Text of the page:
Physical exercise is an energy booster, mood enhancer, stress reliever. And one of the sports’ most important roles is the protection of our vital organ – the heart.
In the past, medicine was focused on curing the disease. Today, it is starting to ask why does the disease occur in the first place, and how can we prevent it? This is the basis of preventive healthcare, aimed at adopting lifestyle choices that encourage good health. Such an approach is especially important with cardiovascular diseases, which are heavily influenced by the way we live our life.
Take a closer look at how physical activity helps your heart and protects from the biggest health threat of the 21st century.
Cardiovascular diseases: modern-day menace
WHO fact sheet on cardiovascular diseases (CVDs) provides some frightening facts: in 2016 they were responsible for an estimated 17.9 million or 31% of all deaths worldwide. But despite their death toll, cardiovascular diseases remain the most preventable chronic disease of the modern age.
Knowing what they are, what they do, and how to best prevent them is valuable knowledge for everyone who wants to remain in the pink of health.
WHO defines cardiovascular diseases (CVDs) as a group of disorders that affect the heart and blood vessels. Let us take a brief look at the types of cardiovascular diseases:
- Diseases of blood vessels which supply the heart, brain, and extremities.
- Damage to the heart muscle and valves from rheumatic fever (caused by bacteria).
- Inborn defects in heart and blood vessel structure.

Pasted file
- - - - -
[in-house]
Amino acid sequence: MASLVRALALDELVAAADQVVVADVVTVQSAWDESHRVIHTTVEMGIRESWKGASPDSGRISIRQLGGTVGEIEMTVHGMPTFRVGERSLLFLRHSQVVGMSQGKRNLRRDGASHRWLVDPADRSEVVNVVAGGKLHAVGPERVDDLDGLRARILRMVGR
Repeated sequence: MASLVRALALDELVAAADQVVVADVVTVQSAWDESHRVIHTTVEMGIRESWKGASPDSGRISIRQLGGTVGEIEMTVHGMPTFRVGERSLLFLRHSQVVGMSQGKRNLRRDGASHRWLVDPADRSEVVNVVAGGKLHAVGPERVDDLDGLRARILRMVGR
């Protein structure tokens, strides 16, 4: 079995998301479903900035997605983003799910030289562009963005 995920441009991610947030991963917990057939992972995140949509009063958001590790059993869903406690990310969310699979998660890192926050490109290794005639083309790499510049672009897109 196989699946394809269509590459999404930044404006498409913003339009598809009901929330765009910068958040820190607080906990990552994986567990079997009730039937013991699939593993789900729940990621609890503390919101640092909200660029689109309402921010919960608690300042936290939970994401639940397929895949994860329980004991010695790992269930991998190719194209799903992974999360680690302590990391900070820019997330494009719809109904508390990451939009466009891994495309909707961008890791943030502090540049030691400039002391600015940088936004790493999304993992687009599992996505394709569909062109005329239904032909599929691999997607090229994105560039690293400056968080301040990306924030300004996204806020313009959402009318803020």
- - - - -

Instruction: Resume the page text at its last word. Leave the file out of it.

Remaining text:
- Blood clots in leg veins, which can dislodge and move to the heart and lungs.
But when we think cardiovascular diseases, heart attacks and strokes are the first to come to mind. They are usually acute events caused by a combination of risk factors (smoking, alcohol, unhealthy diet and obesity, physical inactivity, hypertension, diabetes, and a high level of cholesterol or triglycerides in your blood).
According to the American Heart Association, a heart attack occurs when the blood flow that brings oxygen to the heart muscle is severely reduced or cut off completely. This most often happens due to a buildup of plaque (fat and cholesterol) in a long-term process called atherosclerosis.
Stroke can be caused either by a clot obstructing the flow of blood to the brain (an ischemic stroke) or by a blood vessel rupturing and preventing blood flow to the brain (a hemorrhagic stroke).
The power of sports
One of the best things you can do for your heart is to get up and start moving. Physical activity provides countless health benefits, from the obvious loss of weight to improving several factors connected to cardiovascular health (blood pressure, blood sugar).
“For certain heart conditions, exercise can be as powerful as some medications,” says Kerry Stewart, Ed.D, from Johns Hopkins Medicine. He goes on to explain exactly how your daily yoga class, swim or run help you maintain a healthy heart.
- Similarly to beta-blocker medications, physical activity slows down your heart rate and lowers blood pressure, which, if increased, are important risk factors for heart disease.
- Combined with proper healthy nutrition sports activity can help maintain a healthy weight which is crucial for optimal heart health. Excessive kilos put a significant strain on your entire body, especially heart.